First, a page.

First, in the last 50 years of Indian democracy, the absolute number of missing women has increased fourfold from 15 million to 68 million. This is not merely a reflection of the growth in the overall population, but, rather, of the fact that this dangerous trend has worsened with time. As a percentage of the female electorate, missing women have gone up significantly — from 13 per cent to approximately 20 per cent.
Second, the adverse sex ratio of the electorate in India has not changed significantly over the last 50 years. In fact, when we look at different States, we see that it has become worse for most of the large backward States like Uttar Pradesh, Bihar, Madhya Pradesh, Maharashtra, and Rajasthan. This disappointing trend means that there are many more missing women voters in the population. Hence, fewer female voters will voice their opinions through elections. Political decisions which are based on election outcomes therefore underrepresent the female population. They are not a true reflection of the female policy preferences.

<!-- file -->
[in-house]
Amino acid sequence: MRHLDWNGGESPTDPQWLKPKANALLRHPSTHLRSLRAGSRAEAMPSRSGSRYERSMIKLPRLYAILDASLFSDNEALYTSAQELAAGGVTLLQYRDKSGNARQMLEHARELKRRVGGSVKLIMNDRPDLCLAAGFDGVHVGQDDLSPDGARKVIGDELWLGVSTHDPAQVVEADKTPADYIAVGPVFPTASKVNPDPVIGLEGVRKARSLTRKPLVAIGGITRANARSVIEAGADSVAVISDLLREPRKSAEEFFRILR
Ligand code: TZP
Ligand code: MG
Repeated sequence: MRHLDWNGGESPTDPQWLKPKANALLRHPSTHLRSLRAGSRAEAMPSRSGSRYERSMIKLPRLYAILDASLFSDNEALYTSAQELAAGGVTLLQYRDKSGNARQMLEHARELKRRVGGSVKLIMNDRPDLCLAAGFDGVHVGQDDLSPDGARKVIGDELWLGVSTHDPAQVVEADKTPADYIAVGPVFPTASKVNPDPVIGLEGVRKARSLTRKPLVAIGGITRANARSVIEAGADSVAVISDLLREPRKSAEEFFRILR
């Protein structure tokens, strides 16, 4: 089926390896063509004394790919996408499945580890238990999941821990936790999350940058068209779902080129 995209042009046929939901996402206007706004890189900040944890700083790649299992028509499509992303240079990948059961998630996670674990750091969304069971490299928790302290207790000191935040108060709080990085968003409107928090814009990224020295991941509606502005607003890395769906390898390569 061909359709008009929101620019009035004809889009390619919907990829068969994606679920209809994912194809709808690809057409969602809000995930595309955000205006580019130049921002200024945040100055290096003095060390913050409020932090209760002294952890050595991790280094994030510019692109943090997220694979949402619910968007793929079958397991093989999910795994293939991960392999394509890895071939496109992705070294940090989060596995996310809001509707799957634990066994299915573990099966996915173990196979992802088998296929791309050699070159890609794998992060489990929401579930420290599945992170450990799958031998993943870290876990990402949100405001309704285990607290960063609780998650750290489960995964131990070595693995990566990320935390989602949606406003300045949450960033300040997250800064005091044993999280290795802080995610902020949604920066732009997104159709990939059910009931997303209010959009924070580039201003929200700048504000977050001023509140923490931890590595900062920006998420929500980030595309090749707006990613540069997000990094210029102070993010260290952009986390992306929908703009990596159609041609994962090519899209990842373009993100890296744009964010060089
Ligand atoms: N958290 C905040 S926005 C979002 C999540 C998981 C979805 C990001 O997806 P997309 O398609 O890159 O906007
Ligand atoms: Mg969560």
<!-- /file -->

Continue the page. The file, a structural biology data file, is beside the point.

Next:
Third, with the exception of a very few States such as Andhra Pradesh and Kerala, the sex ratio in the electorate is far worse than the general sex ratio in the population. This means that not all the women who are eligible to vote in Indian elections are registered to vote and, therefore, they are missing from the electoral list. In backward States like Uttar Pradesh and Bihar, this difference is as high as 9.3 and 5.7 percentage points which translated into millions in absolute numbers.